Soil Structure Influences Root Growth and Carbon Storage

Soil matrix versus air-filled macropores

Model Of Root Growth, Soil Pores, And Carbon Fate

Examining the effects of soil structure on carbon inputs from roots to soil. Conceptual models depict a root (at left) growing through a dense soil structure, which implies a greater release of carbon from the root to the surrounding soil, and (right) a root growing through a wide soil pore with low root–soil contact. Roots growing into the soil matrix generate greater C inputs compared to the roots growing into macropores and biopores.
[Reprinted under a Creative Commons license (CC BY) from Lucas et al. 2023. DOI:10.1111/nph.19159]

The Science

Plant roots play an under-recognized role in trapping carbon in the soil. Plants remove carbon from the air through photosynthesis and use their roots to deposit it in the soil. Different sized pores dictate the transport of nutrients and water within the soil. This study tests whether the structure of soil affects how plant roots grow and distribute carbon. The study concluded that, for some plants, soil structure plays a pivotal role in determining how their roots will grow and how long the carbon transported from the plants will remain in the soil.

The Impact

Soil presents a huge opportunity to remove carbon dioxide from the atmosphere and store it underground. However, a lot of the carbon stored in the soil is eventually returned to the air. Because climate change is primarily driven by atmospheric carbon dioxide it’s critical to examine how and why plants choose to optimize the amount of carbon they release into the soil. Comparing switchgrass and black-eyed Susan, this study found that higher contact between root and soil increases the release of carbon from plants to the soil. Though higher root–soil contact also leads to more carbon released into the atmosphere, the increased root–soil contact will eventually start to insulate the carbon underground.


Researchers with the Great Lakes Bioenergy Research Center compared the root growth of two plant species: Rudbeckia hirta (black-eyed Susan) and Pancium virgatum (switchgrass) in switchgrass and prairie soils. Each soil was further separated into sieved and intact samples. Because sieving the soil disrupts its natural pore structure, the experiment measured the effect of soil structure on root growth. Researchers placed all four soil types separated by perforated material into single pots separated into cylinders. Researchers planted either switchgrass or black-eyed Susan in each pot. With the help of X-ray micro-CT scans of the soils, they could study how the root systems grew into the four soil types: sieved switchgrass, intact switchgrass, sieved prairie, and intact prairie.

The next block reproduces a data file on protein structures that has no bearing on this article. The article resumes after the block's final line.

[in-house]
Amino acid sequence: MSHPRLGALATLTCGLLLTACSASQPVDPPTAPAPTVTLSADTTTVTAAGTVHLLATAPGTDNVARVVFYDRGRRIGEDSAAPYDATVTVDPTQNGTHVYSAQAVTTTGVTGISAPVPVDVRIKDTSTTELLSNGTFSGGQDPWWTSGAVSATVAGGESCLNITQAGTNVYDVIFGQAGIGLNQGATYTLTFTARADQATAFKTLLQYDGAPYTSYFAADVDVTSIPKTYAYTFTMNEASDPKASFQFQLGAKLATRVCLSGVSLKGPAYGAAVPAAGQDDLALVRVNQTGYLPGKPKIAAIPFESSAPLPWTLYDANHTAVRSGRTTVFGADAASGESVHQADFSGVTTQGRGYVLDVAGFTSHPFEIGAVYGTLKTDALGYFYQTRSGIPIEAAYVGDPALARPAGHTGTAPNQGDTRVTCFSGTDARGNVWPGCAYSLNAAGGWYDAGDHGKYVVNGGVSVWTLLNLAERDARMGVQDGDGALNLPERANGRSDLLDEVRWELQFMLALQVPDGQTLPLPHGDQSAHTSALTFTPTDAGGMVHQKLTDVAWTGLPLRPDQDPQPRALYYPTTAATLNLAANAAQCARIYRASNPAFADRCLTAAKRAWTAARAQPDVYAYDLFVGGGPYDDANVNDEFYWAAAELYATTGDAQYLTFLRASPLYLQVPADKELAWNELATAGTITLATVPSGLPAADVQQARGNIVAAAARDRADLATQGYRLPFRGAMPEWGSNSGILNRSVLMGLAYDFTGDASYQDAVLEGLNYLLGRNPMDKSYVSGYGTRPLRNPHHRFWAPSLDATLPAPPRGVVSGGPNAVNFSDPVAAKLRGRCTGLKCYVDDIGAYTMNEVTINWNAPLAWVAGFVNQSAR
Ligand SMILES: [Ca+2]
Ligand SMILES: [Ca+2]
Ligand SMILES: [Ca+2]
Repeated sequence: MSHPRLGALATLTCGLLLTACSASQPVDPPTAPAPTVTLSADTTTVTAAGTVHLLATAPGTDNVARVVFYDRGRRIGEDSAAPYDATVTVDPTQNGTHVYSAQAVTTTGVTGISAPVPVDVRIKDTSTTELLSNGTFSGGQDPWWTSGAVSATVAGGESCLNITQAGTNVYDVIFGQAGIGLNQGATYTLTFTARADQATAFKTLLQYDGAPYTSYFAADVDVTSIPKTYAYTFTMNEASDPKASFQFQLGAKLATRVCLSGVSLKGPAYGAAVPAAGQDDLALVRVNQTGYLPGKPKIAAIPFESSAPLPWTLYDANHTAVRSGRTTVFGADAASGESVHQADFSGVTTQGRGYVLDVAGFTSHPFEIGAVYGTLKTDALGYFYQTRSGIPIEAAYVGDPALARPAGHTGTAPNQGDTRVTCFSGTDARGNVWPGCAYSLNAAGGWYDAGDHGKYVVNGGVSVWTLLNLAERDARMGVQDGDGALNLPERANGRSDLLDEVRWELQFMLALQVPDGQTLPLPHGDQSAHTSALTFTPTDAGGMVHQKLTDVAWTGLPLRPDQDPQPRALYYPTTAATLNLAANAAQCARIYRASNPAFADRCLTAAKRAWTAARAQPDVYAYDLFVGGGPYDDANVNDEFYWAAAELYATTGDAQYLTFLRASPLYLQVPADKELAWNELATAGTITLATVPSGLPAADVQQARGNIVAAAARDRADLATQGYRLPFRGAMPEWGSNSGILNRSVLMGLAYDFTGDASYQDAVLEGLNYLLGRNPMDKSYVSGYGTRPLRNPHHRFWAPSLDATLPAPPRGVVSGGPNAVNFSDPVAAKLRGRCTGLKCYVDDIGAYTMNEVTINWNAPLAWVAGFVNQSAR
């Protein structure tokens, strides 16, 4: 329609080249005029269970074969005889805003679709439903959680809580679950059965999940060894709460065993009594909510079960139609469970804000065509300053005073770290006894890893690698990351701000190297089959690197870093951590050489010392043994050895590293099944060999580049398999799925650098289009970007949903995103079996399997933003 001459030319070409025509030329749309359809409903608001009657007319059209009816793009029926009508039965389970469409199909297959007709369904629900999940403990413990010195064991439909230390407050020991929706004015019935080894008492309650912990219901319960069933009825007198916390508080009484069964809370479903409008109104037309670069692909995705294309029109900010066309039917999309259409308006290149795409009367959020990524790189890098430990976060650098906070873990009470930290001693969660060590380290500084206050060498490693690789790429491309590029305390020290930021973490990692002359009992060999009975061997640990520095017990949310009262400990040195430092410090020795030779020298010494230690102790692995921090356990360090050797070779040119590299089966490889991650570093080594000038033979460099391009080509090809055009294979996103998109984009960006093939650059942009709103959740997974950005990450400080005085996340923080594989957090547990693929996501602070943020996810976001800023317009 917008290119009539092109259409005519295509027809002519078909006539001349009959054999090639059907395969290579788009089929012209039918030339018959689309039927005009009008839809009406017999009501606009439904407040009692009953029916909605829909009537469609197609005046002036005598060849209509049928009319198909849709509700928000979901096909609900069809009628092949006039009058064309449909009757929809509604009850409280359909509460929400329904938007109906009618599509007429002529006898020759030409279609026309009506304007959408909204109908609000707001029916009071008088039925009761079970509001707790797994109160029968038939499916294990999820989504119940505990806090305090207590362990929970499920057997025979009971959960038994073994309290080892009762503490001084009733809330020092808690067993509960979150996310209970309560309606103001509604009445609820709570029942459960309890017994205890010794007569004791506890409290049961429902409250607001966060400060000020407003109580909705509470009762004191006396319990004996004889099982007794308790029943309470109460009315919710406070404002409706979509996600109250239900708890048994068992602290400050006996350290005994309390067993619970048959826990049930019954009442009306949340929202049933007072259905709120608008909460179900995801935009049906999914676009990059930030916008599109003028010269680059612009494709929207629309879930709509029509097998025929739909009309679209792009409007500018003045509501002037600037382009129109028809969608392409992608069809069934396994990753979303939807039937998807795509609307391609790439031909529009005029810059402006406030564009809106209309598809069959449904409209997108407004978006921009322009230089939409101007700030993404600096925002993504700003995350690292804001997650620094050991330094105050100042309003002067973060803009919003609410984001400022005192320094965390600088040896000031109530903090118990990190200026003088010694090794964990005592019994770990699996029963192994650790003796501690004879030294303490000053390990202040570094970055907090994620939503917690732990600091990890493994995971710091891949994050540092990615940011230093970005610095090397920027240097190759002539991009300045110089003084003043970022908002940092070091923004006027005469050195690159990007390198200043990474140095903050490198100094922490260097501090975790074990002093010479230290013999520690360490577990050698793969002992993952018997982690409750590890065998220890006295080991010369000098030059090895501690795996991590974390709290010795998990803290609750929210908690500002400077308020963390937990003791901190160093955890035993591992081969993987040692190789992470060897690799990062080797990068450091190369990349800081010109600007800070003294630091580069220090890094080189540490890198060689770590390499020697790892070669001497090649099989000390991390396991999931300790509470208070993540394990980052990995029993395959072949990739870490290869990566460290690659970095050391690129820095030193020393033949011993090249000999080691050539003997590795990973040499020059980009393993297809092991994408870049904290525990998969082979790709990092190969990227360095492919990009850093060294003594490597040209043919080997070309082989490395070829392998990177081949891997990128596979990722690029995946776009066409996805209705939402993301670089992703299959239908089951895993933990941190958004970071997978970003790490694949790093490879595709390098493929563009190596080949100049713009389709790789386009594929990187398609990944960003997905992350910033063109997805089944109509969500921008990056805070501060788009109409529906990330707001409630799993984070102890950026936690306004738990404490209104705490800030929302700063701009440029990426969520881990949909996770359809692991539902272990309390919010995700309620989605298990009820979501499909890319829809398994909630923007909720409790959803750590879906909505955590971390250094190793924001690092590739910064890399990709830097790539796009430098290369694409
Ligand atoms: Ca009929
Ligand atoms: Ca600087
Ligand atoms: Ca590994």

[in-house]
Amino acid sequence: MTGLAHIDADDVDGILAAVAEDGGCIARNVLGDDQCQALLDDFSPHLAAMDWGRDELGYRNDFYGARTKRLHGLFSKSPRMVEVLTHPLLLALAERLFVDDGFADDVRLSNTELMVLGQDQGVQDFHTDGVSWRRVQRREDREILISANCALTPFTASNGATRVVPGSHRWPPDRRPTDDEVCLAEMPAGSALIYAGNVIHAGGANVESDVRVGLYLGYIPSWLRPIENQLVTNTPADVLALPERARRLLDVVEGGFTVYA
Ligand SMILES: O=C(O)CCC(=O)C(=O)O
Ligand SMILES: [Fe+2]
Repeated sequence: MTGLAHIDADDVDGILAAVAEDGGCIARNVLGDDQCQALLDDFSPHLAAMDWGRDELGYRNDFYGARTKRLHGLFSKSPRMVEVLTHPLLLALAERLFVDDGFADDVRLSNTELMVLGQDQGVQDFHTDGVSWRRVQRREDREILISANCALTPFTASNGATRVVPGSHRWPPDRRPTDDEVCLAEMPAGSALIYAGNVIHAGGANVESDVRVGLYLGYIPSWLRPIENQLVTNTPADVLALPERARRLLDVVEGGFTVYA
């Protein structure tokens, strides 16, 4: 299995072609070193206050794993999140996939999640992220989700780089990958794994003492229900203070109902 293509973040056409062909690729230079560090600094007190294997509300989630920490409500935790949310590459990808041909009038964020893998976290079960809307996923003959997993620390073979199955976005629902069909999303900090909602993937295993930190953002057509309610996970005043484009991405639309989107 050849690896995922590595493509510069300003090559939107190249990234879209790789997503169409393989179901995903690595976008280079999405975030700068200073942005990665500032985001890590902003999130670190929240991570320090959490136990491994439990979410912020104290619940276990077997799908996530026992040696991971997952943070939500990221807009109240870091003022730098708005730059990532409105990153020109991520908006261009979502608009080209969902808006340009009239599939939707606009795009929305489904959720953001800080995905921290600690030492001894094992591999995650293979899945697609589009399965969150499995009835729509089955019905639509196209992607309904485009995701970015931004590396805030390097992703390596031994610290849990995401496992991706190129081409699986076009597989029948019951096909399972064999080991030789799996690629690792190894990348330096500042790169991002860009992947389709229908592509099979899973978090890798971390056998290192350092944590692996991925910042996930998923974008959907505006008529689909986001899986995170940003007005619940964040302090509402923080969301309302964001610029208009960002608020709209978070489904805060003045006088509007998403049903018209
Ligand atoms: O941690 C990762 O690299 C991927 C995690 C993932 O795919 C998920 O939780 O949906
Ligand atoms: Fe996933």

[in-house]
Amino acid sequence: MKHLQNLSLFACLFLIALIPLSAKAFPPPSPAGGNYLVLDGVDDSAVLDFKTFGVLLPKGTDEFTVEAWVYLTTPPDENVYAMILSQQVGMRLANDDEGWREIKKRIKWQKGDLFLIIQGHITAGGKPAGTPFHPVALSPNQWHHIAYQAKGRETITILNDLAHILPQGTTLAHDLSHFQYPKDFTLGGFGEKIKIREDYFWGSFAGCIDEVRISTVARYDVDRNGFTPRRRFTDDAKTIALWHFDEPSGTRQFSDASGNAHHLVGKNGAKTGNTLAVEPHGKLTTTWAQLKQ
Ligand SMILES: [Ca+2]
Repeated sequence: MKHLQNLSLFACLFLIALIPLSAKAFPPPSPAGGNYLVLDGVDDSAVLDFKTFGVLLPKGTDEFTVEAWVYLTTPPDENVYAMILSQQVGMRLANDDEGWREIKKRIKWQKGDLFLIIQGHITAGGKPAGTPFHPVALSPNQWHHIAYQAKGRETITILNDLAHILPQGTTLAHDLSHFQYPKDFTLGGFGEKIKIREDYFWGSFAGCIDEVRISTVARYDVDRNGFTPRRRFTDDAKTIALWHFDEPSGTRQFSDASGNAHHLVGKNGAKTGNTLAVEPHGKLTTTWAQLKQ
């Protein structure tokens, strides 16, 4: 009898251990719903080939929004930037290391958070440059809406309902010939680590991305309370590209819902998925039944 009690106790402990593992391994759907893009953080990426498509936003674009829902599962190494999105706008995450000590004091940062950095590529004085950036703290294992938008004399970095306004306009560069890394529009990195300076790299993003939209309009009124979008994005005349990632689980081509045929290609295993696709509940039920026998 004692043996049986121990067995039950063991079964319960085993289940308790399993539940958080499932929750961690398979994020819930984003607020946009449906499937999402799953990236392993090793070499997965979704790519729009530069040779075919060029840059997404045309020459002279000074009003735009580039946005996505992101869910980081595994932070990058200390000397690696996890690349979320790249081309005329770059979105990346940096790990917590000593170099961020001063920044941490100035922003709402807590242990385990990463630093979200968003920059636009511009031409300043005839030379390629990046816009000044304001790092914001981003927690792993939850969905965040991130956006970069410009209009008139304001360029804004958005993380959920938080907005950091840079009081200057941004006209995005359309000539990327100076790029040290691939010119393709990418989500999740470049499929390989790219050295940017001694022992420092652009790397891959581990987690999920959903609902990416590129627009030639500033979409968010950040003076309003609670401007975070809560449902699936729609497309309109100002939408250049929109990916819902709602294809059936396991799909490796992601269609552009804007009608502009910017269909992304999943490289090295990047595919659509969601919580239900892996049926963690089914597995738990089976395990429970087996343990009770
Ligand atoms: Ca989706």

Each plant was fed carbon dioxide “labeled” with a radioactive carbon isotope, allowing researchers to track the amount of carbon working its way into the soil surrounding the plants.

After harvesting the roots, the researchers found that black-eyed Susan’s roots adapted to the different environments and maintained high root-soil contact regardless of the soil structure its roots encountered. When switchgrass grew into either sieved soil or its own soil, it preferred to follow old root pathways in larger soil pores. Because its roots grew inside larger soil pores, its root–soil contact decreased and so did its carbon output. In intact prairie soil, however, switchgrass grew into denser soil structures.

Principal Investigator

Maik Lucas
Great Lakes Bioenergy Research Center, Michigan State University
[email protected]

Related Links

BER Program Manager

Shing Kwok

U.S. Department of Energy, Biological and Environmental Research (SC-33)
Biological Systems Science Division
[email protected]


This research was funded in part by the Great Lakes Bioenergy Research Center, U.S. Department of Energy, Office of Science, Biological and Environmental Research program under award no. DE-SC0018409, by the NSF DEB Program (award no. 1904267), by the NSF LTER Program (DEB 1027253) at the Kellogg Biological Station, and by Michigan State University AgBioResearch.


Lucas, M., et al. 2023. “The Soil Pore Structure Encountered by Roots Affects Plant-Derived Carbon Inputs and Fate,” New Phytologist 240 (2), 515-28. DOI:10.1111/nph.19159.